Take ac­tion now on spring frost dam­age

This year’s late spring frosts could sub­stan­tially re­duce the value of your plan­ta­tion un­less re­me­dial steps are taken to re­vive damaged trees

Irish Independent - Farming - - FORESTRY -

It may sound a bit daft talk­ing about frost in Au­gust but bear with me, there’s a good rea­son why. The late spring frosts in the mid­dle of May caused sub­stan­tial dam­age to trees around the coun­try. Both broadleaf and conifer trees have been af­fected. A lot of this dam­age can be at­trib­uted to the mild win­ter and the warm weather we had in March, April and May.

Trees flushed ear­lier than usual, and this has in­flu­enced the sever­ity of the dam­age caused by the spring frost. What was also un­usual was the height of the trees af­fected. Frost will reg­u­larly dam­age trees up to two me­tres in height, but this spring trees as tall as five me­tres were in­jured.

It is thought that the buds, nee­dles and leaves of young trees were coated in mois­ture which froze and the sub­se­quent thaw­ing was too rapid. The mois­ture or ice on the shoots formed a film around the fo­liage. This may have acted as a mag­ni­fy­ing glass in­creas­ing the sun-scorch dam­age on the sen­si­tive young leaves.

The ta­ble out­lines the sen­si­tiv­ity of some broadleave­s and conifers to late spring frosts.

Young forests

Frost can kill young trees, par­tic­u­larly those grow­ing in frost pock­ets such as low-ly­ing ar­eas, val­ley bot­toms or lower down hill­sides. In most in­stances, the young trees will sur­vive. Se­verely damaged trees may be alive, but their qual­ity is com­pro­mised.

Dam­age to the side shoots is not as se­ri­ous as dam­age to the leading shoot. If the leading shoot is damaged, then that tree will fork from that point on. These trees will need to be shaped in order to pro­duce a qual­ity tree. Fail­ure to do so will re­sult in low-value pulp­wood.

I dis­cussed how to do this a few months ago.

For af­foresta­tion grant pur­poses, at least 90pc of your trees must be free from com­pet­ing veg­e­ta­tion, free-grow­ing and spread evenly over the site at year four. In frost-damaged plan­ta­tions, the pro­por­tion of trees with dam­age to the leading shoot should not ex­ceed 30pc.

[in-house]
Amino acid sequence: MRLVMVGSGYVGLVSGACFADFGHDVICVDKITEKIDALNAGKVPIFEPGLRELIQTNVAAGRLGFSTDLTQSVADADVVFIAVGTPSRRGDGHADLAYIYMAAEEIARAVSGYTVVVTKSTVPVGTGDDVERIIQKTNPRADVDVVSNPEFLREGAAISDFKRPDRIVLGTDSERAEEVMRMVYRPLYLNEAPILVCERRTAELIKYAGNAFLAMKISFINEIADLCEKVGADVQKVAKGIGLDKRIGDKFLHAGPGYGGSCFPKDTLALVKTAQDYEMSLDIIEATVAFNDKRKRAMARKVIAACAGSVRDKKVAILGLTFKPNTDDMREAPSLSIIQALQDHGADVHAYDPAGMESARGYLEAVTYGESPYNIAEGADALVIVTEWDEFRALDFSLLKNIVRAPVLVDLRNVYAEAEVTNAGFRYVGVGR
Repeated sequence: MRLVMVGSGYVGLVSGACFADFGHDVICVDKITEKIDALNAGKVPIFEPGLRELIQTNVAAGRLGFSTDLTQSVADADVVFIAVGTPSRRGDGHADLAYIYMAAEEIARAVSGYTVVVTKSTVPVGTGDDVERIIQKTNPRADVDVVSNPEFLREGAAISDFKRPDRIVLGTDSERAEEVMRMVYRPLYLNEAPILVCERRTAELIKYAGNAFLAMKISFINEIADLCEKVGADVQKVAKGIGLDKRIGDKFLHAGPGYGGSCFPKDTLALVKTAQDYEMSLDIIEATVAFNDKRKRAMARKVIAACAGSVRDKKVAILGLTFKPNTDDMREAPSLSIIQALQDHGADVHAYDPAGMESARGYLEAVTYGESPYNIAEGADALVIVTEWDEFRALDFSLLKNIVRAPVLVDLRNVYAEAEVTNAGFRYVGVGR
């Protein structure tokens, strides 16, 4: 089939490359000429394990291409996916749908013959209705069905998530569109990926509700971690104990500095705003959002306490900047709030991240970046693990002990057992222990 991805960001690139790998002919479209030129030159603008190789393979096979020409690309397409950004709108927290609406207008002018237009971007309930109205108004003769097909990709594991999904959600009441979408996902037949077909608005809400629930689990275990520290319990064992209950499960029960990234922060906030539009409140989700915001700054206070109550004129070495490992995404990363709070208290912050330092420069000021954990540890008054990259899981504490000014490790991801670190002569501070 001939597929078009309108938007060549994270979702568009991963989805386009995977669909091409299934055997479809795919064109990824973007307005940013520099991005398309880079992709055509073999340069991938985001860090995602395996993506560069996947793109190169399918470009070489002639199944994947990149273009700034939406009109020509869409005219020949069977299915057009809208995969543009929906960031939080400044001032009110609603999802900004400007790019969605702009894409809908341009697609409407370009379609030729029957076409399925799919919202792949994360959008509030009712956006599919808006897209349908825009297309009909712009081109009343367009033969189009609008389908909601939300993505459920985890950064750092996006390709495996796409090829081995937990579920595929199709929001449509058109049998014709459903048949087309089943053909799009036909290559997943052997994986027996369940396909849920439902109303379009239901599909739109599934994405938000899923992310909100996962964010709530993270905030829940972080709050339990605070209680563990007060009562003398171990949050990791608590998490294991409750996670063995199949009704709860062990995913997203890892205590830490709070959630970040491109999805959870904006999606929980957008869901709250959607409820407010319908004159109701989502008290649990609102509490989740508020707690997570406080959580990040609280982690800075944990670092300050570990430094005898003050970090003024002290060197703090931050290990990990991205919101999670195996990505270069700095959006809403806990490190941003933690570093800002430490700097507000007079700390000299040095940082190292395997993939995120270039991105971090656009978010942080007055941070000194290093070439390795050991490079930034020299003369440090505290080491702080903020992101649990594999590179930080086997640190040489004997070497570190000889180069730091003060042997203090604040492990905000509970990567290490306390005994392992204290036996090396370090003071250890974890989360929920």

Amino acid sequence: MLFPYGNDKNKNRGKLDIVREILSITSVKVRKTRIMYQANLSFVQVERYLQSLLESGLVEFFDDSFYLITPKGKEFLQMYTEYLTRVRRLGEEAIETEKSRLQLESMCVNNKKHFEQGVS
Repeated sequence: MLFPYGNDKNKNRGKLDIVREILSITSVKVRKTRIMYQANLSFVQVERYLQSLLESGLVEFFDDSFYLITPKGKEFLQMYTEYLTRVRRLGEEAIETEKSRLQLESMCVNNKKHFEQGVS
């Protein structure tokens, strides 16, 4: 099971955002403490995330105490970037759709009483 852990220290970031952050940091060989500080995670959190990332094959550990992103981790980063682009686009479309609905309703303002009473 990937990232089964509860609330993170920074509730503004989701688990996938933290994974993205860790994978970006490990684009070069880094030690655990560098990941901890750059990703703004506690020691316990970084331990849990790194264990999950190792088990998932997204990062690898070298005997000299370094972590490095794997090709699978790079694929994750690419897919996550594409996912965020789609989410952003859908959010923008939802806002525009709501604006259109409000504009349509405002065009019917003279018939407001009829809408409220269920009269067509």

If you no­tice any frost dam­age, con­tact your forestry con­sul­tant, walk the for­est to­gether and dis­cuss how to rec­tify the dam­age.

Older forests

Leading shoots that have been killed off by frost will re­sult in forked lead­ers, crooked stems and loss in height growth. This re­duces tree

TOL­ER­ANT

SUS­CEP­TI­BLE

Birch

Hazel Horn­beam Lime Nor­way maple Scots pine Wil­low Alder Hawthorn Nor­way spruce Sycamore Beech Dou­glas fir Oak

Sitka spruce Span­ish chest­nut Wal­nut Western hem­lock qual­ity con­sid­er­ably.

If you have a broadleaf wood­land, you should con­tinue to shape and high-prune your trees, even if you have to use ex­tend­able poles.

In a conifer plan­ta­tion, check if dam­age has been done to the leading shoots. Don’t worry about dam­age to the side shoots. If a plan­ta­tion has been se­verely damaged and many leading shoots are dead, the po­ten­tial loss in qual­ity could even­tu­ally be sig­nif­i­cant.

Man­age­ment op­tions are lim­ited and time-con­sum­ing. If the trees are not too tall, with ex­tend­able lop­pers you can re­move one of the forked lead­ers. After that, ac­cess becomes re­ally dif­fi­cult.

If many trees are damaged, con­cen­trate your ef­forts on the best 500 dom­i­nant trees evenly spread out.

The drop in rev­enue due to frost dam­age in first and second thin­nings is not that sub­stan­tial. Most tim­ber in such thin­nings will be sold as pulp­wood or maybe some pal­let­wood. For pulp­wood es­pe­cially, qual­ity is not im­por­tant.

How­ever, the fi­nan­cial loss at clear­fell is a dif­fer­ent mat­ter. Some of the fi­nal-crop trees may be down­graded from the most valu­able sawlog cat­e­gory to the less valu­able pal­let­wood or even pulp­wood cat­e­gories.

Have a look at the panel opposite for a guide on how to es­ti­mate the num­ber of damaged trees.

So it is im­por­tant to go for a walk through your for­est now to see if any of your trees were damaged by frost a few months ago. By do­ing noth­ing now, you may well no­tice the dif­fer­ence in your pocket in many years to come.

Steven Meyen is a Tea­gasc forestry ad­vi­sor email: steven.meyen@tea­gasc.ie Dam­age lim­i­ta­tion:

This year’s warm weather in March fol­lowed by late spring frosts caused some se­vere dam­age (left) to some young Sitka spruce trees and also af­fected broadleave­s such as oak (be­low)

The drop in rev­enue due to frost dam­age in first and second thin­nings is not that sub­stan­tial, but the fi­nan­cial loss at clear­fell is a dif­fer­ent mat­ter

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